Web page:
My experience as a postgraduate research student at Imperial was in complete contrast to my expectations.

A diligent and hardworking student, I was accustomed to high-level problem solving, difficult tasks, proposing and defending arguments and manipulating complex data and ideas. Eager for the challenge that I believed lay before me, I was quickly astounded at the lack of care for student wellbeing and happiness. Over my time at Imperial, I became so frightened of my supervisor that I used to be sick before and after supervisory meetings: a presentation of anxiety which has continued since leaving the College along with vivid ‘flashbacks’ of my experiences. I also had to hide my tears from other post-docs and researchers in the department. To my shame, I remember having to force another co-student who was in tears out of the bathroom to do an experiment which required two people, because I was too afraid to not complete the task. They were in tears because they were so frightened of making a mistake and of what the supervisor would say if they did so.

I was told I “didn’t use my brain”, was “lazy” and that “you women don’t think for yourselves”. At this point I was working 80-hour weeks, and barely eating or sleeping. I’d regularly get home after 23:30, work until 02:00 and be commuting again by 07:30. Despite this, I was criticised for not being a dedicated enough scientist and didn’t love what I was doing enough. During my time at Imperial, I believe that I became a worse scientist not a better one.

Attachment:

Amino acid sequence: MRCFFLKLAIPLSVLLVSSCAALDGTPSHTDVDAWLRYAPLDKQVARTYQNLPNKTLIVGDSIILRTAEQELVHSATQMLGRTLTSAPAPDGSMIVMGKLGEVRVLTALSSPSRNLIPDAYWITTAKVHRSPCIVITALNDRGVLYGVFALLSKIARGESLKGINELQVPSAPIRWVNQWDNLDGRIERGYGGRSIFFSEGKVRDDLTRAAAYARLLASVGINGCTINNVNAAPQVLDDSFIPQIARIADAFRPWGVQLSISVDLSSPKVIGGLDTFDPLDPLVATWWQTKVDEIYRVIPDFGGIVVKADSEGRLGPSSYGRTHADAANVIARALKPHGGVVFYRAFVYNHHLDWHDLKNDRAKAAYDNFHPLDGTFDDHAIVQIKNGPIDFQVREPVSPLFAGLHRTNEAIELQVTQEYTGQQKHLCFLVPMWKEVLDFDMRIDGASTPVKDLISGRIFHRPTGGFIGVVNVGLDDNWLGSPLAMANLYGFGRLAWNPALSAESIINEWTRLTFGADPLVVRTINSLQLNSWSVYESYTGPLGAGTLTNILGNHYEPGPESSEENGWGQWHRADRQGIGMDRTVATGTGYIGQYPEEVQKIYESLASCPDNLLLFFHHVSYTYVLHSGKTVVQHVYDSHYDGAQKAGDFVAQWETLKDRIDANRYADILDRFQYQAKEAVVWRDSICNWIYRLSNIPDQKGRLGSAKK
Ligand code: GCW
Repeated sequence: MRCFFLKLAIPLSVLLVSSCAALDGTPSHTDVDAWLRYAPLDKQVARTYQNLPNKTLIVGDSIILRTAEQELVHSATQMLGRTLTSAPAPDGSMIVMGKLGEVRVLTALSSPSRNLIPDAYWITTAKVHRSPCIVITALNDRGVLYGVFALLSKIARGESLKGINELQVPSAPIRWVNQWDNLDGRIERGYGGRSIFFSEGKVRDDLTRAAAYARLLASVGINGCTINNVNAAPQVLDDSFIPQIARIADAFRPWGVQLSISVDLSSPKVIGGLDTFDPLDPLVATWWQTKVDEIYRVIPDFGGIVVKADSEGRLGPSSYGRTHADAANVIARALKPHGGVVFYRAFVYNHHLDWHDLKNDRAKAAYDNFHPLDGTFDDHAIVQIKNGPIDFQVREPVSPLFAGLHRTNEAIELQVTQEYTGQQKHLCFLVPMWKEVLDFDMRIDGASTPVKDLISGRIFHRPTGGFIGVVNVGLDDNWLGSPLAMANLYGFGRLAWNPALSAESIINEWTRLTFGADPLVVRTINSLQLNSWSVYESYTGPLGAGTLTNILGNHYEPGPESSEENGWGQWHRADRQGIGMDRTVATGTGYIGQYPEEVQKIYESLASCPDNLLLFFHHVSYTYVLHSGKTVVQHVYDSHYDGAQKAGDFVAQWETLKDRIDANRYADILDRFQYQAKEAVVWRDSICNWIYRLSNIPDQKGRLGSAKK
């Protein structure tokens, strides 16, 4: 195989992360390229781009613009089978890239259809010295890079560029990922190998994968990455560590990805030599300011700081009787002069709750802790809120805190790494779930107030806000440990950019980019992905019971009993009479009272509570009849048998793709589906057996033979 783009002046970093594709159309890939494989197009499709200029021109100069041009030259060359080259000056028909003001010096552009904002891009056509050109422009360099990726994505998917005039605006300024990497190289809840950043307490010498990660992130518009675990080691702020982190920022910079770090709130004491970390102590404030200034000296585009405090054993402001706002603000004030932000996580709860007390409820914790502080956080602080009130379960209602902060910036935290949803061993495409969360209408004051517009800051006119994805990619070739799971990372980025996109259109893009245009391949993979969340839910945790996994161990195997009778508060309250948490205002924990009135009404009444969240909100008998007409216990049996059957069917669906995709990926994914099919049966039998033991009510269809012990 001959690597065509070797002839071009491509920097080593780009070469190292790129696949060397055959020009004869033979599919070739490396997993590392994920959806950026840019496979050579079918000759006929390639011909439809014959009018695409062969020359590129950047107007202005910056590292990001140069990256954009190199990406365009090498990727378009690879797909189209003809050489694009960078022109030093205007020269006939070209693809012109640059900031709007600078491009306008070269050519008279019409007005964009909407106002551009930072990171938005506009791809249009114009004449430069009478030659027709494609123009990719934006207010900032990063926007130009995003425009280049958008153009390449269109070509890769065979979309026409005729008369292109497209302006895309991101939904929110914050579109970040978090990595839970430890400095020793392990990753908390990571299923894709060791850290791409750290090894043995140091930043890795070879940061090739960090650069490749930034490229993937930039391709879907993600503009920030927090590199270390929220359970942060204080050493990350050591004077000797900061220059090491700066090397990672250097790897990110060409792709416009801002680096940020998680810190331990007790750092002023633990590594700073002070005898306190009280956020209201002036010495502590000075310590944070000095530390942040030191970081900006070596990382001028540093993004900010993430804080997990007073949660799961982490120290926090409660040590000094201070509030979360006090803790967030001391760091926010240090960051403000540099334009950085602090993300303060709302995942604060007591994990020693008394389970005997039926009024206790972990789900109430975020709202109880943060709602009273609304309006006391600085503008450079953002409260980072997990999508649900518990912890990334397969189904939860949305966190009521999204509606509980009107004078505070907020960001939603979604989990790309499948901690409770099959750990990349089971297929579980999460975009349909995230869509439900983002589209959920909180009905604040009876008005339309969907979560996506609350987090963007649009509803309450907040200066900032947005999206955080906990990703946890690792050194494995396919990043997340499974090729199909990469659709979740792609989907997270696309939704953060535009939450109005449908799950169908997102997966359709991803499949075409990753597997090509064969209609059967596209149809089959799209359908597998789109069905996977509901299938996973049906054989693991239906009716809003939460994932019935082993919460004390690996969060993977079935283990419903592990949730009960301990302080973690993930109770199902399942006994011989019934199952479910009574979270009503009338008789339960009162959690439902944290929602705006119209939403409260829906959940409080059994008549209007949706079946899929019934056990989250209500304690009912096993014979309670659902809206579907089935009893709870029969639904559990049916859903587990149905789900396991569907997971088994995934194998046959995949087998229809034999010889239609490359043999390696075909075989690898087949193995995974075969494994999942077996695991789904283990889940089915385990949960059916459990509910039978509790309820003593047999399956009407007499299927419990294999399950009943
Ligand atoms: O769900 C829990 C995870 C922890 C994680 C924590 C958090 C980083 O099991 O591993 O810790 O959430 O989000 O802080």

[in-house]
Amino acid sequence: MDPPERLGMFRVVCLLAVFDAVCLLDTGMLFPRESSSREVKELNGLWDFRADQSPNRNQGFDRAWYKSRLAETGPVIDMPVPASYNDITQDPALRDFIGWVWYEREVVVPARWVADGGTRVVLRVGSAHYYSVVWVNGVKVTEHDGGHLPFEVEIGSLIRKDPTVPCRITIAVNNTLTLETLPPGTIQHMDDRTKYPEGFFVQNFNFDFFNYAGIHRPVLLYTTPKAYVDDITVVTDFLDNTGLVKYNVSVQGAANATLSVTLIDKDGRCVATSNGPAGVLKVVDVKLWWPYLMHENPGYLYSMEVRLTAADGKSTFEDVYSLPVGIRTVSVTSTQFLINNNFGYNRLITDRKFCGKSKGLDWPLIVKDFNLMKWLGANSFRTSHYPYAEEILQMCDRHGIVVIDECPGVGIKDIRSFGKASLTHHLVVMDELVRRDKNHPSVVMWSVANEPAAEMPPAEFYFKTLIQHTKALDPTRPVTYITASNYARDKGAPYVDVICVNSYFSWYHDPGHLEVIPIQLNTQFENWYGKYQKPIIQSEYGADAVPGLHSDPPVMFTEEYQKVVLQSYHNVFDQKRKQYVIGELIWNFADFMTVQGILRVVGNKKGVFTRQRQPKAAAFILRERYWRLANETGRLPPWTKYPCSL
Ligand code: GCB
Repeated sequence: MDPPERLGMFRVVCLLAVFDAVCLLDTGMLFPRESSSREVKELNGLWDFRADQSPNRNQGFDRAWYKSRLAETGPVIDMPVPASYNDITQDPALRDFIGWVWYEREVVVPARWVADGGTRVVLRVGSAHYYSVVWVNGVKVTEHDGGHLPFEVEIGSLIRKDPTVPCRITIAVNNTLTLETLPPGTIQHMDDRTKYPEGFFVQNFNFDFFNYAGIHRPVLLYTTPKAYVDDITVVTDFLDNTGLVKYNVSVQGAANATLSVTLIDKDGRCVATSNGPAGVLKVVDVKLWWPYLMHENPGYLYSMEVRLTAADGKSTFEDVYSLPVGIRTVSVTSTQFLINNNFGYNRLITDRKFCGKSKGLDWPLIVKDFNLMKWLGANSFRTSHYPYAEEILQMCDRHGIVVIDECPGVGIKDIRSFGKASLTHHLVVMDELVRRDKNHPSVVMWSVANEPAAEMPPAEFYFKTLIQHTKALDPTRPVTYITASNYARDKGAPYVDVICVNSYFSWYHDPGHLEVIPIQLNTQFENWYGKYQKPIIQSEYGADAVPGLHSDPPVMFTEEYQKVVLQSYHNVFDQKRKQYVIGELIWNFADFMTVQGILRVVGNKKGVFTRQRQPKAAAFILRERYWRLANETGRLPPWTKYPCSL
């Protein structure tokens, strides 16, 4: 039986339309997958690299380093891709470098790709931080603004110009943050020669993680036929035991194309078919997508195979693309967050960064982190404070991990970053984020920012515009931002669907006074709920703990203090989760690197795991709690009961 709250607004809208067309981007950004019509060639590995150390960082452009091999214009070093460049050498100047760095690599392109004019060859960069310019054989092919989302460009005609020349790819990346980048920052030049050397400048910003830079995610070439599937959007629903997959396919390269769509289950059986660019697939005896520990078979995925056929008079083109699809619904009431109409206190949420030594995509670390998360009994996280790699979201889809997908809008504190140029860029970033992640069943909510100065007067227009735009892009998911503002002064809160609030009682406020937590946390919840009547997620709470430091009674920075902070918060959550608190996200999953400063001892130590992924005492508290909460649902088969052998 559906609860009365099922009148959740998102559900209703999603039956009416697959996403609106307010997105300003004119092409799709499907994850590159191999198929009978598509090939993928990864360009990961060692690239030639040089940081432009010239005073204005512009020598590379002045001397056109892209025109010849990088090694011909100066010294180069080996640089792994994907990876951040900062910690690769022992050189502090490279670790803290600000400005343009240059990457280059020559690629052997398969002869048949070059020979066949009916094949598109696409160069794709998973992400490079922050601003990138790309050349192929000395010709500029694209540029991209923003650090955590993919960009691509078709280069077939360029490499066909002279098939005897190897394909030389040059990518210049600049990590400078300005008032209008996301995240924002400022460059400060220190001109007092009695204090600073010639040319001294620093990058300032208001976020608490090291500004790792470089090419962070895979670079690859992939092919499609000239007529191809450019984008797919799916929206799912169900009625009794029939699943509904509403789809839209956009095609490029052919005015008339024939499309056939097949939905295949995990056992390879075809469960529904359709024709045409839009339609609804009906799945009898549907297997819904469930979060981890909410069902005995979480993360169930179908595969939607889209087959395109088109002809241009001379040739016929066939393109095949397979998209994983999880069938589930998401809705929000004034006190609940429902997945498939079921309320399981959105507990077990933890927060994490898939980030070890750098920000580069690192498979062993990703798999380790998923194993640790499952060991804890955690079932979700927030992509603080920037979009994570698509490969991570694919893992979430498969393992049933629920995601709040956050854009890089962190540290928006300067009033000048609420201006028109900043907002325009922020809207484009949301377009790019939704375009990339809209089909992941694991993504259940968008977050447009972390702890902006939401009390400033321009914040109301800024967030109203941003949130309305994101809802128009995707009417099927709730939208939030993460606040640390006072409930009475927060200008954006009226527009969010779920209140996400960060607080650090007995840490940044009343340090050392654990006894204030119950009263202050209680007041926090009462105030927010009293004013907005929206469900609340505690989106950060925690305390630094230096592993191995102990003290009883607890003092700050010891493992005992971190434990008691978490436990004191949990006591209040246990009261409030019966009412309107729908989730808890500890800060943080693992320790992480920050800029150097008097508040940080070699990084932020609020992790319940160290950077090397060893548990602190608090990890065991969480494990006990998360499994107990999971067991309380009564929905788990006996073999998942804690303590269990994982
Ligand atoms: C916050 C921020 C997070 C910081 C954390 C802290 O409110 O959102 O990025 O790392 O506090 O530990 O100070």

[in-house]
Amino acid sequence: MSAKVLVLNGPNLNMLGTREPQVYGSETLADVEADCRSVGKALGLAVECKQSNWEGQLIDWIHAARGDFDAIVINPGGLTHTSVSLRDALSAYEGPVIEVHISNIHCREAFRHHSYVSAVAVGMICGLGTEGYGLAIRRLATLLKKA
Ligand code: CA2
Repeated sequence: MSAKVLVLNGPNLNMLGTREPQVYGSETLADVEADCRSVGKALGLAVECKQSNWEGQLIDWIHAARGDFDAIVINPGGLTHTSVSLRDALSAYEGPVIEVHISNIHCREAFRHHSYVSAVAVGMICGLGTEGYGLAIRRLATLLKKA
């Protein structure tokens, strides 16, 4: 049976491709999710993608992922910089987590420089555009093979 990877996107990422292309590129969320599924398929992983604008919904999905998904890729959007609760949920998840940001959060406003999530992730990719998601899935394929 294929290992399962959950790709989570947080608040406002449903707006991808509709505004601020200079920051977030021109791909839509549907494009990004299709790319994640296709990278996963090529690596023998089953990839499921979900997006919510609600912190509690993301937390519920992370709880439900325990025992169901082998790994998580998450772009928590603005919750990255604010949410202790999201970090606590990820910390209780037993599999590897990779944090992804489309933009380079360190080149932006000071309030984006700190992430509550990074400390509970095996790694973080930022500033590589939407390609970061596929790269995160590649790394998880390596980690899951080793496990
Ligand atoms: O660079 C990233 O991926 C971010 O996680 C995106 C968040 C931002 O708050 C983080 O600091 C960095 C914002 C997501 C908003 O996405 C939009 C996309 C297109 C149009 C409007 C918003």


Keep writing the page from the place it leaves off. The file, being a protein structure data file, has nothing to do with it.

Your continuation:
Collaboration, sharing of ideas and discussion was virtually non-existent. I was not encouraged to offer up alternative points of view, and upon using peer-reviewed reports to question and critique previously generated data from or methodologies of the laboratory, received verbal attacks of such ferocity I became afraid to speak at all. At no point during my time at Imperial was I welcomed into lab meetings. Indeed; the groups I worked with didn’t seem to have them. I was ridiculed for asking questions which, judging from my academic interactions prior to and after my studies at Imperial, were perfectly reasonable, valid and part of the learning process. I increasingly felt that Imperial students were required to be ‘seen and not heard’. I have been afraid to speak out because of the reputation of the institution and the fear that I would be compromising my future academic career.

Whilst at the College, pastoral support was limited, and I did not feel there was anyone I could turn to; when I tried to raise my concerns, I was made to feel like a nuisance and like it was my fault for having difficulties because I wasn’t good enough to be at the College. Since leaving Imperial, I have tried to access the complaints procedure via student support so that no other student should have a similar experience to me, but the thought of being identified to my supervisor is so terrifying that I have not followed through on the formal process.